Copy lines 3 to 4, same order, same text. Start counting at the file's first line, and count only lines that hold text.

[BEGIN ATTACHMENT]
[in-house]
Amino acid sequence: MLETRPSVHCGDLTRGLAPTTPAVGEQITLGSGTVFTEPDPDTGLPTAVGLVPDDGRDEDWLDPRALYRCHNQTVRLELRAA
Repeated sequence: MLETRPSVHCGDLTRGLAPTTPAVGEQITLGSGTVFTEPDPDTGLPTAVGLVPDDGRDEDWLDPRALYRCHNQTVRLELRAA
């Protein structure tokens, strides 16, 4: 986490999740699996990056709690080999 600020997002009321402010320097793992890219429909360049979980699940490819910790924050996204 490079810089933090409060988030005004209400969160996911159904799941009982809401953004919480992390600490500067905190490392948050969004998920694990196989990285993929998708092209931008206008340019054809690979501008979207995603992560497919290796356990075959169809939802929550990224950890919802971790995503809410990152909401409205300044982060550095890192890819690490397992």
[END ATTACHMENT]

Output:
Repeated sequence: MLETRPSVHCGDLTRGLAPTTPAVGEQITLGSGTVFTEPDPDTGLPTAVGLVPDDGRDEDWLDPRALYRCHNQTVRLELRAA
């Protein structure tokens, strides 16, 4: 986490999740699996990056709690080999 600020997002009321402010320097793992890219429909360049979980699940490819910790924050996204 490079810089933090409060988030005004209400969160996911159904799941009982809401953004919480992390600490500067905190490392948050969004998920694990196989990285993929998708092209931008206008340019054809690979501008979207995603992560497919290796356990075959169809939802929550990224950890919802971790995503809410990152909401409205300044982060550095890192890819690490397992």